Learning Stick Shift

Here are my own thoughts about learning stick shift. Kelsey learned from me, though there’s no true teacher aside from experience. I think there are two essential tricks to learning a stick shift:

1. Practice Makes Perfect.

It’s muscle and reflex training, not head training. It takes time to get the feel of the clutch, especially from a dead stop. Take advantage of opportunities to practice stop-and-go with the clutch. Be sure to do it on hills, too.

2. Listen To The Engine

The tachometer and speedometer tell you interesting things, but the sound of the engine really tells you when to shift gears. If it’s high-pitched, you need to shift. For improved gas mileage, you want to shift sooner rather than later.

[This has been revised since first posted 7/31/10]

To learn the engine’s sound, you’ll want to sit in the car, put the shift in neutral, and rev the engine by gently pumping the gas pedal. Listen to the sound change. The lower pitch means the engine turns more slowly. As it speeds up, the pitch increases.

You start in first gear with a sort of “medium” pitch. It takes practice to figure this out, and it varies from one car to the next.

When shifting to higher gears, you want to shift when the pitch goes high, but not too high.

If you shift too soon, the motor might stall and sputter to a stop. If this happens, remember how the engine sounded – it wasn’t at a high enough pitch to shift.

If you rev the engine to a really high pitch, you’re shifting too late. If you rev the engine too high, you may red line it, as described below. This is best avoided.

Also related to Listen To The Engine is to know when to down-shift: if you’re going up a hill and slowing down while pushing the gas pedal, the engine’s working too hard. Downshift so the engine actually has the torque to push the vehicle.

Learning Stick

My dad tried to teach me stick shift when I was 16. It was not successful. The car was a 3-on-the-tree Plymouth in the late ’60s. I was trying to shift and turn the wheel while pulling out onto Old Dominion Drive, the “paved road” off our street. I wandered towards the center line and Dad grabbed the wheel. We didn’t exactly fight for it, but I got back into my lane. It was a short driving lesson.

After that, I limited my driving to automatic transmission cars, with one exception. My summer job was at Wolf Trap Farm and my supervisor wanted me to be able to drive trucks. He patiently taught me how to use the truck, stick shift and all, going up hills. But he forgot to tell me how to drive down hills. When I demo’ed my driving for the Ranger In Charge Of Issuing Government Driving Licenses, I free-wheeled the truck down the hill. Fortunately it was empty, except for the two of us. So I was restricted to automatic transmission vehicles.

When my ’64 Impala (automatic transmission, A/C, power windows – a sweet ride) finally had broken down enough, I replaced it with a brand new Saab 99 with four-on-the-floor. The nice lady at the Saab dealership was perfectly happy to spend a half hour driving around with me to get the hang of the stick shift.

After that, it was pretty much trial-and-error. I did take an all-day course in performance driving, which was enlightening, but that had more to do with controlling speed in turns and handling skids with ABS.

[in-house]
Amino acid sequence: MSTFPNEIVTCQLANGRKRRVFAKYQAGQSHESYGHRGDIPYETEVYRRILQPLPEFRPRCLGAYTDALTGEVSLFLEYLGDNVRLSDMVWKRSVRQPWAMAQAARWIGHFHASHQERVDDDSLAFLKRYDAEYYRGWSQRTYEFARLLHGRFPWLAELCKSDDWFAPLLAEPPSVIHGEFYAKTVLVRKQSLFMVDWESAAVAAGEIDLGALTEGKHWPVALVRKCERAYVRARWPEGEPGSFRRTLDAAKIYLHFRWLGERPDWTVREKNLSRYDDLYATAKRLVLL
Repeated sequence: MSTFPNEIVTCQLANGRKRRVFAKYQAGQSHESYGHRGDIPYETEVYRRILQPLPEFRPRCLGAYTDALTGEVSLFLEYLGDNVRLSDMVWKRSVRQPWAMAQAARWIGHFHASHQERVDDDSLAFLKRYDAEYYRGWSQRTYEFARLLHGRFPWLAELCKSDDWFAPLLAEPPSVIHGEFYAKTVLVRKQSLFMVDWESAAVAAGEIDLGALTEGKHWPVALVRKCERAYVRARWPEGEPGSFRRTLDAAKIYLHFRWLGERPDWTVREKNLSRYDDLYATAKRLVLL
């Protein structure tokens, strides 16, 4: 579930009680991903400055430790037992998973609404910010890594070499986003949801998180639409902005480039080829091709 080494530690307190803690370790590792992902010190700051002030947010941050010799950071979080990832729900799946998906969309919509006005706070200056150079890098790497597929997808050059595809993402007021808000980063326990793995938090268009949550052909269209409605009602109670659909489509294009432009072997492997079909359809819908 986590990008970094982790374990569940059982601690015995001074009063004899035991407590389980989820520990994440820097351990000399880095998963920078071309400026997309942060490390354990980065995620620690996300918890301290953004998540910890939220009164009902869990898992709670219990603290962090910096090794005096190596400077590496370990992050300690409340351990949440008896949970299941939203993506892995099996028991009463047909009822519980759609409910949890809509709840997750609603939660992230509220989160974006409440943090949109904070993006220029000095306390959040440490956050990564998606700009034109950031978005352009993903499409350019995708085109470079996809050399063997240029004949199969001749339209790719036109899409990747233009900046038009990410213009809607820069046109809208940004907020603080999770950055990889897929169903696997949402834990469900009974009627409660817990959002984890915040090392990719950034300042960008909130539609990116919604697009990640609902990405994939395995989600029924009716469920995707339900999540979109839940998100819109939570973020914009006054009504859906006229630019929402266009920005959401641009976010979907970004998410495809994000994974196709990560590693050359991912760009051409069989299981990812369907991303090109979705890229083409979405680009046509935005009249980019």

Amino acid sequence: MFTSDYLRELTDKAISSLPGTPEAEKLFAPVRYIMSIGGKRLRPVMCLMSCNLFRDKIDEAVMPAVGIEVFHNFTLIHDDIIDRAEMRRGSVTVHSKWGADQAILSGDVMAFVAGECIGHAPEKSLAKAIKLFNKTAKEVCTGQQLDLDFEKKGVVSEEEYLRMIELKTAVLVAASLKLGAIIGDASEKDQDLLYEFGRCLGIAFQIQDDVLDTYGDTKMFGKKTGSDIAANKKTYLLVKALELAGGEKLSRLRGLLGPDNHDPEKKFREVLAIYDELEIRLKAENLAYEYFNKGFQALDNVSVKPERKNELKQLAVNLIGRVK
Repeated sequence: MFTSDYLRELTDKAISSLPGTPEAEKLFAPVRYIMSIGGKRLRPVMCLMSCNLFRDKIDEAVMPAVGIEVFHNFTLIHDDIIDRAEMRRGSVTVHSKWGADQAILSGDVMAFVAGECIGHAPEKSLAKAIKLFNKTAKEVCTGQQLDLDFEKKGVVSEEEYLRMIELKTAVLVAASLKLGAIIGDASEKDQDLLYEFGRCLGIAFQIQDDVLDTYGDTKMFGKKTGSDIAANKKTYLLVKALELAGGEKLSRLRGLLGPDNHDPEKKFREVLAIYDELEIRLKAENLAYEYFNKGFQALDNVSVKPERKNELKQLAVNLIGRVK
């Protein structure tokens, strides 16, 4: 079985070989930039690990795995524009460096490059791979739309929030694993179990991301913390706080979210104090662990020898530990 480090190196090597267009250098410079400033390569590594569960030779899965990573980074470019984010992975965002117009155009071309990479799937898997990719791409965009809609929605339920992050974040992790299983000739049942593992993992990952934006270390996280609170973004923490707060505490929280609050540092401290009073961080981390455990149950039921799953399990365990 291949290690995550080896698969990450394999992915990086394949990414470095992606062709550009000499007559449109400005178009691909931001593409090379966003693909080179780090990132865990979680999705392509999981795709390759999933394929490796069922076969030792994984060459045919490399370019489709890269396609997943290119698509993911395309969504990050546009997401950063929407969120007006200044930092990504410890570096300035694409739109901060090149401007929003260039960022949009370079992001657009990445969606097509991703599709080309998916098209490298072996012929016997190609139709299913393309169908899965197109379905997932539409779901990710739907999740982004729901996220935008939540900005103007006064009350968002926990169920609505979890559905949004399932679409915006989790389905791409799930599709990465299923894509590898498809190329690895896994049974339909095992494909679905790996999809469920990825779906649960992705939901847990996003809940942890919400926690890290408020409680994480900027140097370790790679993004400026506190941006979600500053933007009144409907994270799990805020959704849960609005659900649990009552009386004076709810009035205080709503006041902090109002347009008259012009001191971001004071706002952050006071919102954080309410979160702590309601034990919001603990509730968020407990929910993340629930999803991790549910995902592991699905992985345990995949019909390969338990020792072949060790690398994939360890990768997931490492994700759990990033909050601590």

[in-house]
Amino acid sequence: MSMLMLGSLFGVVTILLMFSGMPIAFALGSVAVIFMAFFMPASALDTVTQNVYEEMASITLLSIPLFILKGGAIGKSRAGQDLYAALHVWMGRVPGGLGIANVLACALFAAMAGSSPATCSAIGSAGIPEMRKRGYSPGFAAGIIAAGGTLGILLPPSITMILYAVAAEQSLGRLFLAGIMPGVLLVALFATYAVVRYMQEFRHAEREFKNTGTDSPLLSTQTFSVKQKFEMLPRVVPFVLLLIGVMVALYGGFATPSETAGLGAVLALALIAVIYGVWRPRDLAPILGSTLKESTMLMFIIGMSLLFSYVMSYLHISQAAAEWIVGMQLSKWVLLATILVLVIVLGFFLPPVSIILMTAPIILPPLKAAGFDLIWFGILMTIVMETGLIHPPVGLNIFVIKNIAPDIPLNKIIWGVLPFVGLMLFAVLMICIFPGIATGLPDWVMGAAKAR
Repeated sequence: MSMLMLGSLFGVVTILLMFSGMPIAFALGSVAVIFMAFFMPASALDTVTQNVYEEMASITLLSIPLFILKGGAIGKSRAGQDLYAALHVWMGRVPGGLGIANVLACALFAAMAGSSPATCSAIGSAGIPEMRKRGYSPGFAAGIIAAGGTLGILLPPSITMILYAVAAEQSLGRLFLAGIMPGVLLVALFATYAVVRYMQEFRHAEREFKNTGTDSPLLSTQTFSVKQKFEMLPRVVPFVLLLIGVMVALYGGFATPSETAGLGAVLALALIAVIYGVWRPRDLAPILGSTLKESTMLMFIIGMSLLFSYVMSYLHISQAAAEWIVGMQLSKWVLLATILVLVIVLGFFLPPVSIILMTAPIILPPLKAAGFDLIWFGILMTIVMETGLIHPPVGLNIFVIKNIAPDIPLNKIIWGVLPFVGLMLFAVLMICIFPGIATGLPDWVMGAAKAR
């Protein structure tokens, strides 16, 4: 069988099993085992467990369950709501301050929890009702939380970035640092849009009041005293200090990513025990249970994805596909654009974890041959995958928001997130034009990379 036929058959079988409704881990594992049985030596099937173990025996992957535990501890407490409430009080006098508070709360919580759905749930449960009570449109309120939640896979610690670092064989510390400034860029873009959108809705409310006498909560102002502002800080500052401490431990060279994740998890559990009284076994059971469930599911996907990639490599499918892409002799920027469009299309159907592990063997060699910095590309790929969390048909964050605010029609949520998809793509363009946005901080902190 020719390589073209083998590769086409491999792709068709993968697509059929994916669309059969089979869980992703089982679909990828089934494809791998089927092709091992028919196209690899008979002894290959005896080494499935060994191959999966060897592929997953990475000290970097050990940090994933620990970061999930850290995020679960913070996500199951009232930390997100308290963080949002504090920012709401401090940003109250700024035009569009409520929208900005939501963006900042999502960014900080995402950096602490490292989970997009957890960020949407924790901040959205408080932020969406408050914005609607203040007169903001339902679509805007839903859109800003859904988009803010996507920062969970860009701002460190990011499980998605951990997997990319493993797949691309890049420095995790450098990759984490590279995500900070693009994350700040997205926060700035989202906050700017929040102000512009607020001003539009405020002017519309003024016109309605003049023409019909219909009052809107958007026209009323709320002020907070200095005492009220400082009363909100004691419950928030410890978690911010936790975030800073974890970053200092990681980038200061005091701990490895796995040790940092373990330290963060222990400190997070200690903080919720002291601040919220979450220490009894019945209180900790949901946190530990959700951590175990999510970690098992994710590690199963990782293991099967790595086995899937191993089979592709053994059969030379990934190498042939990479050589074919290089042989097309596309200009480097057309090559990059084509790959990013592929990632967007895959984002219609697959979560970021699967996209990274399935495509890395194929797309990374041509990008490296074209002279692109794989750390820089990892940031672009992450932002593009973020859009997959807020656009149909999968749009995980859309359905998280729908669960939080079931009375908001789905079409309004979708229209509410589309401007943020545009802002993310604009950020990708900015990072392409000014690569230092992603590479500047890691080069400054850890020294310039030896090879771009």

The Downhill Problem

In case you don’t get the story about free-wheeling, here’s what was going on.

To free wheel a stick shift is to go into neutral and just let the vehicle’s mass pull you down a hill. You are trusting that the brakes, all by themselves, will be able to stop you if you need to stop.

This is probably OK for most small cars. I never had trouble free-wheeling the sedans and hatchbacks I’ve driven. The brakes on a typical passenger car are designed to stop the vehicle even if the transmission is disconnected.

On the other hand, if you keep the car in gear, the engine itself can slow the car down. This is engine braking.

Trucks rely a lot on engine braking. Usually the brakes aren’t enough by themselves to stop the beast, especially if you’re carrying a load of something or other. When I went free wheeling down the hill with a government truck, The Ranger no doubt imagined me doing the same thing with a truckload of stage lights or manure or something. That would have been a Bad Thing. The truck’s mass would have been too much for the brakes to stop. The brakes would burn out, leaving no way to stop the truck.

Red Lining

Every engine has a red line – a maximum rotational speed. The tachometer (“tach”) tells you the engine speed in revolutions per minute – RPM. Every tach has a red line that marks the engine’s maximum RPM.

If car engine doesn’t have a tach, but does have a shift (VW bugs, for example) then the instruction manual should list the speed ranges for different gears. The engine should make similar noises (a low-pitched growl or high-pitched whine) at the gears’ minimum and maximum speeds. In other words, the minimum and maximum RPMs will be about the same for most gears.

Trucks and cheaper cars have lower red lines – that is, they top out at lower RPMs. Sporty cars tend to have higher red lines. Here are some red lines, mostly from memory:

  • Park Service trucks – 4000
  • My old Saab 99 – 6000
  • Our two old Tercels – 5500
  • My old Volvo – 6500
  • My “like new” Acura – 7000

In any case, you can quickly overheat and damage the engine by red-lining it too much. Newer, computer-controlled engines may actually shut off the fuel if you red line. At least, my late Volvo seemed to do that.

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